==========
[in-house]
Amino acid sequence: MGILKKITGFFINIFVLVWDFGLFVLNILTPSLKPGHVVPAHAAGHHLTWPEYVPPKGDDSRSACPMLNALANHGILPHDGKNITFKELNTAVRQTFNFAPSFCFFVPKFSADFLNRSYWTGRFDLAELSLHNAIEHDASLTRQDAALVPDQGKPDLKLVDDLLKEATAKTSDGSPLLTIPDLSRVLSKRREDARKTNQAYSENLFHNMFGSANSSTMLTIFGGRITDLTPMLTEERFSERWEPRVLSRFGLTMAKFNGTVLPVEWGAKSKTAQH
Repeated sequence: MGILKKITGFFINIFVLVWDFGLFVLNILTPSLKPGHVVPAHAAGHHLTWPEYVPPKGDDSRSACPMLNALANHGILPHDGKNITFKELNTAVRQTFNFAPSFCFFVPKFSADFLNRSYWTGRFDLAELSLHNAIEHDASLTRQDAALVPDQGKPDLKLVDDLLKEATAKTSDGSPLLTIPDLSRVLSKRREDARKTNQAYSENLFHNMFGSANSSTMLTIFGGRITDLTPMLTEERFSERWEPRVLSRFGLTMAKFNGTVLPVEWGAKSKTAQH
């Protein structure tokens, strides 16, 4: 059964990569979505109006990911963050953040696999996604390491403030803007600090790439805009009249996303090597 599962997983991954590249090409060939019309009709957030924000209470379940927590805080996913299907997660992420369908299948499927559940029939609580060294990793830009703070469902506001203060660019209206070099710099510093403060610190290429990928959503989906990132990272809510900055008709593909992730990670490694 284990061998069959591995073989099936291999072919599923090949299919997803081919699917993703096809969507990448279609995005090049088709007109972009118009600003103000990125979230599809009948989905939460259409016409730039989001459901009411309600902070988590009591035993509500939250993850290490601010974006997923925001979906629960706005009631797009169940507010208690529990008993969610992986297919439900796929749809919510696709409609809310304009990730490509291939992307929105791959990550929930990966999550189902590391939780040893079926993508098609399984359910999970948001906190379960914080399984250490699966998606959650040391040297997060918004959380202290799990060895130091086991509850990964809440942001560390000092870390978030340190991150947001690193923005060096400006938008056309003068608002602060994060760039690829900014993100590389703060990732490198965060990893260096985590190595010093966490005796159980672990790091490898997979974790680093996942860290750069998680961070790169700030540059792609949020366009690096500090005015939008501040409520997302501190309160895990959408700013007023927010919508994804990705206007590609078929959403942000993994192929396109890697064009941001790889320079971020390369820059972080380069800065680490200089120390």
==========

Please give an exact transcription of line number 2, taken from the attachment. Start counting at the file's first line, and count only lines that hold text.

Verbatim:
Amino acid sequence: MGILKKITGFFINIFVLVWDFGLFVLNILTPSLKPGHVVPAHAAGHHLTWPEYVPPKGDDSRSACPMLNALANHGILPHDGKNITFKELNTAVRQTFNFAPSFCFFVPKFSADFLNRSYWTGRFDLAELSLHNAIEHDASLTRQDAALVPDQGKPDLKLVDDLLKEATAKTSDGSPLLTIPDLSRVLSKRREDARKTNQAYSENLFHNMFGSANSSTMLTIFGGRITDLTPMLTEERFSERWEPRVLSRFGLTMAKFNGTVLPVEWGAKSKTAQH